The Social Science Centre (Lincoln): a new model for higher and co-operative education.
The Social Science Centre (SSC) provides an opportunity for students and academics to have a very special co-operative experience of higher education. All courses at SSC are taught and assessed at the same level as similar courses in mainstream universities in the UK. The courses are taught by experienced academics, including professors and lecturers with national and international reputations based on the quality of their scholarship in the social sciences.
One of the unique features of the Centre is that it is run as a ‘not-for-profit’ workers’ co-operative. The Centre is managed on democratic, non-hierarchical principles with all students and staff having an equal involvement in how the Centre operates
The co-operative principles on which the management of the Centre is based extend to the ways in which courses are taught. All classes will be participative and collaborative, so as to include the experience and knowledge of the student as an intrinsic part of the course. Students will have the chance to design courses with the professors and lecturers, as well as deliver some of the teaching themselves with support from other students and the teaching staff. Students will be able to work with academics on research projects as well as publish their own writings. A core principle of the Centre is that teachers and students have much to learn from each other.
SSC provides a learning experience based on academic values, including critical thinking, experimentation, sharing, peer review, co-operation, collaboration, openness, debate and constructive disagreement. The subjects taught at the Centre are the core subjects in social science: Sociology, Politics and Philosophy. The Centre will provide teaching at all levels including undergraduate, Masters and Doctorates in Philosophy.
The Centre is entirely self-funded. All members of the Centre will pay an annual subscription, based on the level of their salary. For those students and academics who are unemployed or are on a low income there will be no membership charge. The Centre accepts monies, and other forms of ‘payment in kind’, from donors who share our ethics and values. The Centre staff will donate their time and expertise freely and will not receive any payment. The Centre is designed for students who do not wish to take on the burden of debt currently imposed by the government, but do wish to receive a higher level of education.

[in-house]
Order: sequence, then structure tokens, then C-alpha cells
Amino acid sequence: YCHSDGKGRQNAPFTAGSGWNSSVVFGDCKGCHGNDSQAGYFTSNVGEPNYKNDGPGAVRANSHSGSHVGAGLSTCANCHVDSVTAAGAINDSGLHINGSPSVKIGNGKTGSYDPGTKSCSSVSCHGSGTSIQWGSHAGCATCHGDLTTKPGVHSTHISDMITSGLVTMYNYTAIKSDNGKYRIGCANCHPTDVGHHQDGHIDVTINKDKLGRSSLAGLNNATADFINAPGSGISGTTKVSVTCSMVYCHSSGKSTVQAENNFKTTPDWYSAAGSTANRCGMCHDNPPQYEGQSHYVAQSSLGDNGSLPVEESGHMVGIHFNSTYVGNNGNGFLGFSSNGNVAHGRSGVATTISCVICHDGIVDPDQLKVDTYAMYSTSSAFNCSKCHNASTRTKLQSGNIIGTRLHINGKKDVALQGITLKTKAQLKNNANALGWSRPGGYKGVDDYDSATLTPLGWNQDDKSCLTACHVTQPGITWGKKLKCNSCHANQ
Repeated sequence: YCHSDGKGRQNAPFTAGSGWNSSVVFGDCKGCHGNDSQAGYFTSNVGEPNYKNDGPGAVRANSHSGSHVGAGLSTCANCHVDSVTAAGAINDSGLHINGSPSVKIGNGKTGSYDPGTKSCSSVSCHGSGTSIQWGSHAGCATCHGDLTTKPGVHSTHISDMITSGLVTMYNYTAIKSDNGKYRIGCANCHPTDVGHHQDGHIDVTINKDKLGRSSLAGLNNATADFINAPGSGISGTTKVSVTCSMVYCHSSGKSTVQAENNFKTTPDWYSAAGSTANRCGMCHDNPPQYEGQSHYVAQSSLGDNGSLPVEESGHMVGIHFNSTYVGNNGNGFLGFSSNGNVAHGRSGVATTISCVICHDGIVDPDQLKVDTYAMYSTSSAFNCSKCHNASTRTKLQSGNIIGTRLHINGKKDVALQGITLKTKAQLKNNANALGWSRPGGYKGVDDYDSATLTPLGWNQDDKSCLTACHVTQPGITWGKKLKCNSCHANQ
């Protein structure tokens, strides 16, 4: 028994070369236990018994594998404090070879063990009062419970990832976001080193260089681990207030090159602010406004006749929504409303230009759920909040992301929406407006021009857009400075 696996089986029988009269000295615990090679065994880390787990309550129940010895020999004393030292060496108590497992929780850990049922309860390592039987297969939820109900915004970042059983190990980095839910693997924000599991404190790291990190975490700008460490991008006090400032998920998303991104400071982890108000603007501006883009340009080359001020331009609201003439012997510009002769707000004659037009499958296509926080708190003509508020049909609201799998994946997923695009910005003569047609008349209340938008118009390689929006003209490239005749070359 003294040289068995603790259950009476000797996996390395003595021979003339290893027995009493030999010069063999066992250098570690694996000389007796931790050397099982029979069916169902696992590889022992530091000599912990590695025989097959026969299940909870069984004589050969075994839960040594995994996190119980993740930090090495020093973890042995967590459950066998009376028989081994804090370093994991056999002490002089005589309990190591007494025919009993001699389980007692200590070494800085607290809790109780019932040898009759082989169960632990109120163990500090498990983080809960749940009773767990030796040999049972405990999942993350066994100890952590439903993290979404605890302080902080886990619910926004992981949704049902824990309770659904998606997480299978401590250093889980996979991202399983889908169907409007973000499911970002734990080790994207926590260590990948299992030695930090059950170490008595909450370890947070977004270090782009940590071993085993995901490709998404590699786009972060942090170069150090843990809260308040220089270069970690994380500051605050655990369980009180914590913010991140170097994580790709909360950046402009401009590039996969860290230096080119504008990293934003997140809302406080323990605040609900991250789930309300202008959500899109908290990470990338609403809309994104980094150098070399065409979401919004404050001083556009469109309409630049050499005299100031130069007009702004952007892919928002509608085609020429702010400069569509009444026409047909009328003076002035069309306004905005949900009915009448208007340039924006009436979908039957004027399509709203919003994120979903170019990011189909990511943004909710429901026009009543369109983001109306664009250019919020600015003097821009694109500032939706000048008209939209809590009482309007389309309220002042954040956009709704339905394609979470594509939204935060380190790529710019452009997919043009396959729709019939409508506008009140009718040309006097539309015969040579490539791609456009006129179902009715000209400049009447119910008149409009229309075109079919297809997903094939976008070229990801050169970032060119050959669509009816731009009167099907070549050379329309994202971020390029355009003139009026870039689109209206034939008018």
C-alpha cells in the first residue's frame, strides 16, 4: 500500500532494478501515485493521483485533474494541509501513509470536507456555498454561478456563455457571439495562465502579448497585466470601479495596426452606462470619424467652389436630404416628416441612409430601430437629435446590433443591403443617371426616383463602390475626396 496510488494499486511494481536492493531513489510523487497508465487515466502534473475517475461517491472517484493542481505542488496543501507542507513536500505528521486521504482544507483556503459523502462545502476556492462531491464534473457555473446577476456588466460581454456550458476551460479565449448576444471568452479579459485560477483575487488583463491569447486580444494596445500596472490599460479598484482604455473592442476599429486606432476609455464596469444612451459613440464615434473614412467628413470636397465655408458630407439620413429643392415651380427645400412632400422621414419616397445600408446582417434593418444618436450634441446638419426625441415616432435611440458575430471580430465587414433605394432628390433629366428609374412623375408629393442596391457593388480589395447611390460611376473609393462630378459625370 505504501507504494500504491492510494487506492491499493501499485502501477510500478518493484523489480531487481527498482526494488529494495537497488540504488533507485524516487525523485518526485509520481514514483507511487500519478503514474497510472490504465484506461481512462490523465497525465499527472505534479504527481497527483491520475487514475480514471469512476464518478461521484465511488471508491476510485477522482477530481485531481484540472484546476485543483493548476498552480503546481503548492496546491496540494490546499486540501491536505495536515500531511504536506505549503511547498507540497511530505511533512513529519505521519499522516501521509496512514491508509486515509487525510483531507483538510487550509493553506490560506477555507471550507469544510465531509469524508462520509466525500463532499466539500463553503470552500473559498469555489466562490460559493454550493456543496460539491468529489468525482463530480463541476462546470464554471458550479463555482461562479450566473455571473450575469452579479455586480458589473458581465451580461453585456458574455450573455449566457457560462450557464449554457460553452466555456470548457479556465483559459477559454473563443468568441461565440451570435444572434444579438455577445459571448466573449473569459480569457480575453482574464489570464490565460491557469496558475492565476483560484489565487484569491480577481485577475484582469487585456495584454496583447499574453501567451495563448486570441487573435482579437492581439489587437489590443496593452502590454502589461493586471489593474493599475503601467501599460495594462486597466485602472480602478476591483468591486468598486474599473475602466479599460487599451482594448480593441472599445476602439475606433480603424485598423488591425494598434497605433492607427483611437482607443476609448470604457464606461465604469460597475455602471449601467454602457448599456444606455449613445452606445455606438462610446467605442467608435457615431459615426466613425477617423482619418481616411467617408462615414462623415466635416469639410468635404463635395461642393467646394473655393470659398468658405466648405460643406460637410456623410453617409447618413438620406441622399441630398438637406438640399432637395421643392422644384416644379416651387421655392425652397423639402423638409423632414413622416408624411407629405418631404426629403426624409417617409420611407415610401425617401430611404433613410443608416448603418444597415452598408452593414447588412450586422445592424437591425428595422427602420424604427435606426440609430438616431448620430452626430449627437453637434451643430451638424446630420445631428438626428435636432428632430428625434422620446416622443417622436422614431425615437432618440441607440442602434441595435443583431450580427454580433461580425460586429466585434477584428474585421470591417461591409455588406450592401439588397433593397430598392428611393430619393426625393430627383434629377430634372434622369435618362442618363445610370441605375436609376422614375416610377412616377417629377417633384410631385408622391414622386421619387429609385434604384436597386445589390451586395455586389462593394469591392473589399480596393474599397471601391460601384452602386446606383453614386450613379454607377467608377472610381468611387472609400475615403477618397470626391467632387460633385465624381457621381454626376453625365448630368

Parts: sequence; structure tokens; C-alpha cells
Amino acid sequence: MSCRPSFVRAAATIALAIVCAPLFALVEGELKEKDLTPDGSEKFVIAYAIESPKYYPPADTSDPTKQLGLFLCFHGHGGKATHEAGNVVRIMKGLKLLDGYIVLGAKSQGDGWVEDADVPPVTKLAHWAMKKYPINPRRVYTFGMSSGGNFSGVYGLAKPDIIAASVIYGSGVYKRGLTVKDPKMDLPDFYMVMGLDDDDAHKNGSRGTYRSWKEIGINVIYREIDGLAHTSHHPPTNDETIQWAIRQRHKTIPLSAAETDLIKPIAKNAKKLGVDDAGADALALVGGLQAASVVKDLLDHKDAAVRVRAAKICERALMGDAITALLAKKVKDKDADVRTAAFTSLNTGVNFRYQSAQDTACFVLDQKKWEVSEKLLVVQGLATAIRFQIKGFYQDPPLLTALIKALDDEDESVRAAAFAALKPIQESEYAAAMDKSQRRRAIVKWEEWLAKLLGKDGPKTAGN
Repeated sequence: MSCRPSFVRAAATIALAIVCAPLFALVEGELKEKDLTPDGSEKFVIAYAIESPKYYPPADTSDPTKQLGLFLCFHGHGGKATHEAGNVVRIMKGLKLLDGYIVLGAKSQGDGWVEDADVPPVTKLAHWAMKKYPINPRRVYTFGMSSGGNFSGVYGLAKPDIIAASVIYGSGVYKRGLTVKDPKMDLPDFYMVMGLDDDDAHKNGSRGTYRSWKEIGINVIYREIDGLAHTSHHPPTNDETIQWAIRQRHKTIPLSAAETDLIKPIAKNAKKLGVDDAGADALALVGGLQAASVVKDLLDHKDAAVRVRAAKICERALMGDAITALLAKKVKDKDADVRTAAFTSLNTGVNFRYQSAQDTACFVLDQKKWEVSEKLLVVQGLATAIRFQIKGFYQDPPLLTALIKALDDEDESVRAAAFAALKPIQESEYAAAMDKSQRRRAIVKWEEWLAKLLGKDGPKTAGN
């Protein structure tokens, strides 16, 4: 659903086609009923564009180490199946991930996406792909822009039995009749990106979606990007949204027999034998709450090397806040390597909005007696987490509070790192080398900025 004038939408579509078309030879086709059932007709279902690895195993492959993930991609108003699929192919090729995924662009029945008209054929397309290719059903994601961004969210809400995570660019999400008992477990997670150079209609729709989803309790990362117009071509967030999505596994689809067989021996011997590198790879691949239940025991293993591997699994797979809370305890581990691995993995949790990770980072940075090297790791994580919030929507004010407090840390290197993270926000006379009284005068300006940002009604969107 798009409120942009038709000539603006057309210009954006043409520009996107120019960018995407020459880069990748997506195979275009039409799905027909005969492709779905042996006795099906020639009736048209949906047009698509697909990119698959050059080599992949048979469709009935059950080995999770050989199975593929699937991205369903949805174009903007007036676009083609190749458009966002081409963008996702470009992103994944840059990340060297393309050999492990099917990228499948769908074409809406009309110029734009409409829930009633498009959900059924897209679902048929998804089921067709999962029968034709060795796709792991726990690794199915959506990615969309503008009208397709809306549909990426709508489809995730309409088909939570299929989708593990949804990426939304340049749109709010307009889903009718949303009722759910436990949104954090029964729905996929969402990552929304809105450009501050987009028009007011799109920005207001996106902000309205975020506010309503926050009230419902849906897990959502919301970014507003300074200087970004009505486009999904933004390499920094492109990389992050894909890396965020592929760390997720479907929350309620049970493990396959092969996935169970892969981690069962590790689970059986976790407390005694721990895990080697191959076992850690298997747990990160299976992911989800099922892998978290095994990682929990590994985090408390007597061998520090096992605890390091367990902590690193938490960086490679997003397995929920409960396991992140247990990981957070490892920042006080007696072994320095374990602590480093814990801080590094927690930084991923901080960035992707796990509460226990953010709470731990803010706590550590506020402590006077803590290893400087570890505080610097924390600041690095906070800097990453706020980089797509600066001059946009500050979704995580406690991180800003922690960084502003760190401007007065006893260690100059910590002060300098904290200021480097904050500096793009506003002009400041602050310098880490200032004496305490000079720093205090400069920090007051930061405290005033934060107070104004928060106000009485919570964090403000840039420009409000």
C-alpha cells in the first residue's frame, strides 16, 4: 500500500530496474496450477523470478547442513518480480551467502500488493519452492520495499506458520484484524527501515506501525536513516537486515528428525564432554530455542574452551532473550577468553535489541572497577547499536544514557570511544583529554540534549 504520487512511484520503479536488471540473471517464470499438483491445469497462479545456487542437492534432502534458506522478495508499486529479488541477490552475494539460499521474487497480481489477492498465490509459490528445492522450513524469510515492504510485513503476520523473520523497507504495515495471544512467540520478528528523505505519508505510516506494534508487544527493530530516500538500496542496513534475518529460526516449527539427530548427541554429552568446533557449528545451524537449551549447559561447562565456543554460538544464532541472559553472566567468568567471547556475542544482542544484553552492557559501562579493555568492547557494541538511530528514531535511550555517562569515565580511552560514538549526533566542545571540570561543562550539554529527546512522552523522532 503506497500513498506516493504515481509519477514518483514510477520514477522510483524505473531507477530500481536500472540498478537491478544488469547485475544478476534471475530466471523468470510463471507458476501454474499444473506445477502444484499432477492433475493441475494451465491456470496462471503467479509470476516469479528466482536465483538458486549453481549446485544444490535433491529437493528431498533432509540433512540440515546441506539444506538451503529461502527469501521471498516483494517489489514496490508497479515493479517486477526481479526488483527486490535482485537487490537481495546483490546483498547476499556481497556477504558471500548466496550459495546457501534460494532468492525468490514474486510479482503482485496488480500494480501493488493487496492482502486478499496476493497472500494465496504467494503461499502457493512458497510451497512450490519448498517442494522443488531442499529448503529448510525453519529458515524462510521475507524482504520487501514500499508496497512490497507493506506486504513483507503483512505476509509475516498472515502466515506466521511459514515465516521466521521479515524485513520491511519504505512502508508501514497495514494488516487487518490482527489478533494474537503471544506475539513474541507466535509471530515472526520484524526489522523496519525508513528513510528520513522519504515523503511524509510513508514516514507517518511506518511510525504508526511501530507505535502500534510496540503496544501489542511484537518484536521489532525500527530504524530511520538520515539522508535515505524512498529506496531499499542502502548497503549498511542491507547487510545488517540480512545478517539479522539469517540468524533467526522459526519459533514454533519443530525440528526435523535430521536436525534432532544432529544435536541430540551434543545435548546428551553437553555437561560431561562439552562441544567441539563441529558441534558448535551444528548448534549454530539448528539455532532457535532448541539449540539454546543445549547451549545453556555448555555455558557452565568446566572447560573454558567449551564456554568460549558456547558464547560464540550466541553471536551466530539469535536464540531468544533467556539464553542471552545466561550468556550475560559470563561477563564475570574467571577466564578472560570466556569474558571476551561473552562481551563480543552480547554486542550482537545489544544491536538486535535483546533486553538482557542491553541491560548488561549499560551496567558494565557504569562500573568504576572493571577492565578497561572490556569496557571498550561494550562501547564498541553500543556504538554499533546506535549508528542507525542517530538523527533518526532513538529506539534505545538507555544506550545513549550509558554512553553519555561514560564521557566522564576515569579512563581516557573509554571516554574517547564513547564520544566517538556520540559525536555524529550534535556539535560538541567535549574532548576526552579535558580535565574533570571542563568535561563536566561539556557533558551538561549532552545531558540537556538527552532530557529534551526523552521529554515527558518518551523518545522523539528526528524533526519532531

Students will not leave the Centre with a university degree, but they will have a learning experience that is equivalent to the level of a degree. Each student will receive a certificate in higher education, with an extensive written transcript detailing their academic and intellectual achievements. The Centre believes that given the current constraints of university teaching, the Centre will provide academics and students with a learning and teaching experience that compares favourably with what is provided by English universities.
By joining the Centre students will be part of a unique experiment in higher education. We think this experiment in co-operative learning has the potential to transform the way in which higher education is designed and delivered.
The Centre will make use of the most up to date educational technologies, but this is not an online or web-based provision. It is important that the Centre is in a real space at the heart of its local community.
Currently the Centre is looking for premises. Options being explored include rooms in the Work Skills building in Mint Lane, Lincoln, and sharing premises with other educational providers, including the university, as well as local museums and libraries.
It is envisaged that the Centre will have about twenty students at any one time, and a pool of about twenty lecturers. All students will be part-time, with most teaching taking place in the evenings and at weekends. While a full time degree normally takes three years, it is envisaged that students at the Centre will take up to six years to obtain their undergraduate certificate in higher education, up to four years for the equivalent of a Masters and up to eight years for the equivalent to a PhD.
While this Centre is located in Lincoln and based around the Social Sciences it is hoped and expected this model of small scale, self-funded higher education provision will be adapted for different subject areas and in different locations nationally and internationally. These multi-various Centres will provide a supportive and co-operative network to further advance this sustainable and resilient model for higher education.
Mike Neary and Joss Winn
Mike Neary is Professor of Teaching and Learning at the University of Lincoln and the Dean of Teaching and Learning. Mike has a PhD in Sociology and, prior to coming to Lincoln in 2007, he taught Sociology at theUniversity of Warwick. Before taking up his teaching post at Warwick in 1994, Mike worked for fifteen years in community education in South London.
Joss Winn works in the Centre for Educational Research and Development at the University of Lincoln, focusing on the development, use and politics of technology for research, teaching and learning. Joss grew up in Lincoln, left in 1990 and returned in 2007, having worked as an Archivist at the British Film Institute and Amnesty International. Prior to this, he studied Buddhist Studies at the University of London (SOAS) and the University of Michigan (USA), where he also taught undergraduates for two years.
This work is licenced under the Creative Commons Attribution-NonCommercial-ShareAlike 2.0 UK: England & Wales License.